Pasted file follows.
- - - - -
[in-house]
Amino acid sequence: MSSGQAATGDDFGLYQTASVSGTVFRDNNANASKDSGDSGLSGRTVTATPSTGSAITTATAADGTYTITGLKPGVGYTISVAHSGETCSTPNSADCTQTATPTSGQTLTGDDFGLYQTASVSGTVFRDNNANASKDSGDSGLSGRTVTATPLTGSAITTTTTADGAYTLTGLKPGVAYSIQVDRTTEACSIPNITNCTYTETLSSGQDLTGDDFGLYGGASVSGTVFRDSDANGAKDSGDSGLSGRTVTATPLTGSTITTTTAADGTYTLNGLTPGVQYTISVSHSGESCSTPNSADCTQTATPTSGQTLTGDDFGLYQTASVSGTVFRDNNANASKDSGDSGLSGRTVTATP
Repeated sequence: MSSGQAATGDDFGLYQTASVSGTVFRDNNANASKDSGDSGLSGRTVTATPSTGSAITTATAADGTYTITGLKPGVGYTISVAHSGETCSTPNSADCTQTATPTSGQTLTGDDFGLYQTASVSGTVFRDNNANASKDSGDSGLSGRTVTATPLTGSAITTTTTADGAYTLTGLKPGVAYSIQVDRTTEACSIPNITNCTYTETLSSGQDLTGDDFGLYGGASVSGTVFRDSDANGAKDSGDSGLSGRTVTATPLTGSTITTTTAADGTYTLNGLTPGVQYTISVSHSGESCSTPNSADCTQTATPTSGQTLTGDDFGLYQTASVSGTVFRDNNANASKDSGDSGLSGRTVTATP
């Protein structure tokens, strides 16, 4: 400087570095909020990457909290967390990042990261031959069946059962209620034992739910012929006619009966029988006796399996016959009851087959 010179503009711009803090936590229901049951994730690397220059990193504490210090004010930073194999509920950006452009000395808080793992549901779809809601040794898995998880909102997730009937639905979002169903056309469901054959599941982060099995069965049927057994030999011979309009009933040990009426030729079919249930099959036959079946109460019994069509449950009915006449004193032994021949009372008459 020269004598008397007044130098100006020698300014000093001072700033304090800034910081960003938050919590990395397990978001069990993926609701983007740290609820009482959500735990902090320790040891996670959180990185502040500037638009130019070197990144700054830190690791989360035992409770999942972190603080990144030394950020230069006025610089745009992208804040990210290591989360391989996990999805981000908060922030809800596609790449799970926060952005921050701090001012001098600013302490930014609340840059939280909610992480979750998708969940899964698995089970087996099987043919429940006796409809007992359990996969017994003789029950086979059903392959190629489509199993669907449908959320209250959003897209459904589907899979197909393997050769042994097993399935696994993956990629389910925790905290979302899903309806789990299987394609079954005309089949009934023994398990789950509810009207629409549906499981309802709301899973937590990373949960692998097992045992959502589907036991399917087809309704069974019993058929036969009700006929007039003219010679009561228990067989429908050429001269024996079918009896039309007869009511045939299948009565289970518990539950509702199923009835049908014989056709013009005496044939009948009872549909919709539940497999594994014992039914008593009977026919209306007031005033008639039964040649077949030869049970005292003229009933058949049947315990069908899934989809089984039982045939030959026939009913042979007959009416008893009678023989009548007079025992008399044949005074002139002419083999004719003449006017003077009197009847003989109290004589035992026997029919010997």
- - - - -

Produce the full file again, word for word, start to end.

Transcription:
[in-house]
Amino acid sequence: MSSGQAATGDDFGLYQTASVSGTVFRDNNANASKDSGDSGLSGRTVTATPSTGSAITTATAADGTYTITGLKPGVGYTISVAHSGETCSTPNSADCTQTATPTSGQTLTGDDFGLYQTASVSGTVFRDNNANASKDSGDSGLSGRTVTATPLTGSAITTTTTADGAYTLTGLKPGVAYSIQVDRTTEACSIPNITNCTYTETLSSGQDLTGDDFGLYGGASVSGTVFRDSDANGAKDSGDSGLSGRTVTATPLTGSTITTTTAADGTYTLNGLTPGVQYTISVSHSGESCSTPNSADCTQTATPTSGQTLTGDDFGLYQTASVSGTVFRDNNANASKDSGDSGLSGRTVTATP
Repeated sequence: MSSGQAATGDDFGLYQTASVSGTVFRDNNANASKDSGDSGLSGRTVTATPSTGSAITTATAADGTYTITGLKPGVGYTISVAHSGETCSTPNSADCTQTATPTSGQTLTGDDFGLYQTASVSGTVFRDNNANASKDSGDSGLSGRTVTATPLTGSAITTTTTADGAYTLTGLKPGVAYSIQVDRTTEACSIPNITNCTYTETLSSGQDLTGDDFGLYGGASVSGTVFRDSDANGAKDSGDSGLSGRTVTATPLTGSTITTTTAADGTYTLNGLTPGVQYTISVSHSGESCSTPNSADCTQTATPTSGQTLTGDDFGLYQTASVSGTVFRDNNANASKDSGDSGLSGRTVTATP
């Protein structure tokens, strides 16, 4: 400087570095909020990457909290967390990042990261031959069946059962209620034992739910012929006619009966029988006796399996016959009851087959 010179503009711009803090936590229901049951994730690397220059990193504490210090004010930073194999509920950006452009000395808080793992549901779809809601040794898995998880909102997730009937639905979002169903056309469901054959599941982060099995069965049927057994030999011979309009009933040990009426030729079919249930099959036959079946109460019994069509449950009915006449004193032994021949009372008459 020269004598008397007044130098100006020698300014000093001072700033304090800034910081960003938050919590990395397990978001069990993926609701983007740290609820009482959500735990902090320790040891996670959180990185502040500037638009130019070197990144700054830190690791989360035992409770999942972190603080990144030394950020230069006025610089745009992208804040990210290591989360391989996990999805981000908060922030809800596609790449799970926060952005921050701090001012001098600013302490930014609340840059939280909610992480979750998708969940899964698995089970087996099987043919429940006796409809007992359990996969017994003789029950086979059903392959190629489509199993669907449908959320209250959003897209459904589907899979197909393997050769042994097993399935696994993956990629389910925790905290979302899903309806789990299987394609079954005309089949009934023994398990789950509810009207629409549906499981309802709301899973937590990373949960692998097992045992959502589907036991399917087809309704069974019993058929036969009700006929007039003219010679009561228990067989429908050429001269024996079918009896039309007869009511045939299948009565289970518990539950509702199923009835049908014989056709013009005496044939009948009872549909919709539940497999594994014992039914008593009977026919209306007031005033008639039964040649077949030869049970005292003229009933058949049947315990069908899934989809089984039982045939030959026939009913042979007959009416008893009678023989009548007079025992008399044949005074002139002419083999004719003449006017003077009197009847003989109290004589035992026997029919010997």